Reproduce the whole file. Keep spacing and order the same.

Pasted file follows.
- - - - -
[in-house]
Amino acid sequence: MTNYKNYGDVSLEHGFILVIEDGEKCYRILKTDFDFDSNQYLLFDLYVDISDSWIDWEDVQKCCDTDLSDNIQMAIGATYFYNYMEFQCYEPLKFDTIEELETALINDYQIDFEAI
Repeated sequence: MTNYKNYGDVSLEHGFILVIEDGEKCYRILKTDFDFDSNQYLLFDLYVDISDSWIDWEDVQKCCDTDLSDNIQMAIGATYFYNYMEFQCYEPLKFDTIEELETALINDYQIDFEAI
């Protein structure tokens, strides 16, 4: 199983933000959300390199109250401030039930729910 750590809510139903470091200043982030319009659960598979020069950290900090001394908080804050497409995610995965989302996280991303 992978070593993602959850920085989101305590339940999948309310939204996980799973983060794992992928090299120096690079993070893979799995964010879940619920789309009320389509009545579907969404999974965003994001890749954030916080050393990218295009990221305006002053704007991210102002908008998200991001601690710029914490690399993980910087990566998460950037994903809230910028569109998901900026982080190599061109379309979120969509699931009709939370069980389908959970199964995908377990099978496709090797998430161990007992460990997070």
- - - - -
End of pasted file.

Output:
[in-house]
Amino acid sequence: MTNYKNYGDVSLEHGFILVIEDGEKCYRILKTDFDFDSNQYLLFDLYVDISDSWIDWEDVQKCCDTDLSDNIQMAIGATYFYNYMEFQCYEPLKFDTIEELETALINDYQIDFEAI
Repeated sequence: MTNYKNYGDVSLEHGFILVIEDGEKCYRILKTDFDFDSNQYLLFDLYVDISDSWIDWEDVQKCCDTDLSDNIQMAIGATYFYNYMEFQCYEPLKFDTIEELETALINDYQIDFEAI
């Protein structure tokens, strides 16, 4: 199983933000959300390199109250401030039930729910 750590809510139903470091200043982030319009659960598979020069950290900090001394908080804050497409995610995965989302996280991303 992978070593993602959850920085989101305590339940999948309310939204996980799973983060794992992928090299120096690079993070893979799995964010879940619920789309009320389509009545579907969404999974965003994001890749954030916080050393990218295009990221305006002053704007991210102002908008998200991001601690710029914490690399993980910087990566998460950037994903809230910028569109998901900026982080190599061109379309979120969509699931009709939370069980389908959970199964995908377990099978496709090797998430161990007992460990997070």